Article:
Happy Spring! (To the northern hemisphere, that is. Happy Autumn to the southern!) I’d begun to despair of ever seeing it this year–and Friday, a day after the calendar claimed it to have begun, we (my coworkers and I) were quite distressed to see yet another snowfall and hear that two of our members were driving through white-out conditions on the way back to the office. But then. The sun came out, the temperatures rose, the unwelcome snow melted. I arrived home a few hours later to discover the first crocus of the year, which delighted me to no end. They just wanted a little thaw and a little sunshine to spread their cheer, even if it is later than usual. I’ve also noticed the smell of skunks and the twittering of birds in the mornings, signs that no matter how much winter prolongs its grasp, spring does come.
And with the first days of spring comes Carl’s annual Once Upon a Time Challenge (VIII this year). I had thought I’d sit this year out, with my Ohio project plans what they are. But then I remembered that I would still like to finish my The Lord of the Rings reread this spring. And then there’s The Wizard of the Emerald City, which as a special request from the library, I really do need to read now.
And if I really wanted, I could find an appropriate book or two from Ohio, I think. Scratch that, it looks like the one I’m currently reading qualifies as “folklore.” So I’m in! I haven’t done so well with this challenge in the past, but spring is the time for optimism, so optimistically I shall join. And not just join, but aim for Quest the Second, to read at least one book from each of the categories: fairy-tale, fantasy, folklore, and mythology. I just need to find something to read for mythology… Any suggestions?
For anyone interested in Carl’s O.U.A.T. Challenge, it should be noted that rules number one and two are HAVE FUN. I think this means we should all be interested.
A big thank you to Fariba of Exploring Classics for naming me among her picks for the Liebster Award. It looks like Fariba has a relatively new blog, and she explores primarily English and French classics as well as children’s classics (yay!)–if those topics interest you, check her blog out. I’ll skip the “11 things about you” as I’ve done that before & had a hard enough time then. But I can answer some questions:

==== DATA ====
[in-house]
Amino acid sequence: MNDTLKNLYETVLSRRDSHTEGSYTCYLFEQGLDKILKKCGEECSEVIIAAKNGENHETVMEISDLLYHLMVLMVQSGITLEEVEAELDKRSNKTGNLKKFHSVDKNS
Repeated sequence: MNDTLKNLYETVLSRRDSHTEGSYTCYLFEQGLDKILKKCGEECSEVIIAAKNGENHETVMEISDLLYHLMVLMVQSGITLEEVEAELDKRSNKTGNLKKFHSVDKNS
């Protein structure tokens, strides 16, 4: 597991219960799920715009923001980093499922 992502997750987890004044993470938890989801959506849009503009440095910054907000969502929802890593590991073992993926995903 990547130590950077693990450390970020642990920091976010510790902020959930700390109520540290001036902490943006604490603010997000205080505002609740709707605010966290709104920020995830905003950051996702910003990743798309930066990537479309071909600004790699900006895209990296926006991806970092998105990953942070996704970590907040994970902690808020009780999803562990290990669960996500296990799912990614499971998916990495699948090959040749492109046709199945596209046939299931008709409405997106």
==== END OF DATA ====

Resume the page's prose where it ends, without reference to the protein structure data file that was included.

- What are your favorite and least favorite literary genres? Not good at picking favorites! If I’ve tried a genre, there’s probably at least one book in it I really like. As for least favorite, probably poetry, simply because I don’t really know how to read it. (Working on that.)
- What are you currently reading? The Wizard of the Emerald City by Alexander Volkov & The Conjure Stories by Charles W. Chesnutt.
- What month-long classics book challenges would you be interested in doing this year? This year I’m limited by my Ohio project, but I’d be strongly tempted by a Spanish language (translated) classics month. (I believe there IS a Spanish-lit month planned for July–I’ll participate!)
- What do you do when you are not reading? Watch too much TV (working on that…) & movies, knit, listen to music, bake.
- If you were stranded on a desert island, what 5 books would you need? Toughie. Perhaps Bible, Anne of Green Gables, As I Lay Dying, Dracula, Pride and Prejudice? And I’d likely have different answers tomorrow or the next day.
- What sort of music do you listen to? A lot: pop, classical, country, classic rock, “oldies,” bluegrass, soundtracks, jazz…mostly anything except hip-hop, Gospel & “smooth jazz.”
- City or country, beach or mountains? Uh…yes? I like all in their turn. I’m really a city girl, though–everything is so close at hand.
- Name 5 people (dead or alive) you would like to have a round table discussion with? I haven’t the faintest clue. Quite frankly, I think I’d be too tongue-tied to converse with anyone well-known.
- What is your favorite book that has been published in the past 10-20 years? I haven’t read too many from this time frame. Most enjoyable of what I’ve read would be The Raven Boys, but the best one would be The Savage Detectives.
- If you could learn another language what language would you choose to learn? Not counting the bits of Spanish & Italian I already know? Maybe French (to be able to pronounce names & words in books). Although I’m tempted by Gaelic (Scots or Irish, I’m not particular).
- You are on vacation in a different country, what do you make sure to fit into your itinerary? Architecture–the older, the better (usually). Of course, this does depend on the country!
That was rather fun–thanks again, Fariba!
I’ve acquired some “new” used books recently–my parents were weeding out their library and they were getting rid of some books I’d still like to read. The problem is I don’t really have room for them on my shelves. Or perhaps in my reading time! As I mentioned above, I knit in some of my spare time, and knitters have an acronym for when we’ve acquired more yarn that we could possibly knit up in our lifetimes: STABLE, or “Stash Acquisition Beyond Life Expectancy.” Is there a bookish equivalent? Somehow BABLE seems both appropriate and…wrong!
And with that, I’ll close my own “babblings.” Happy Reading!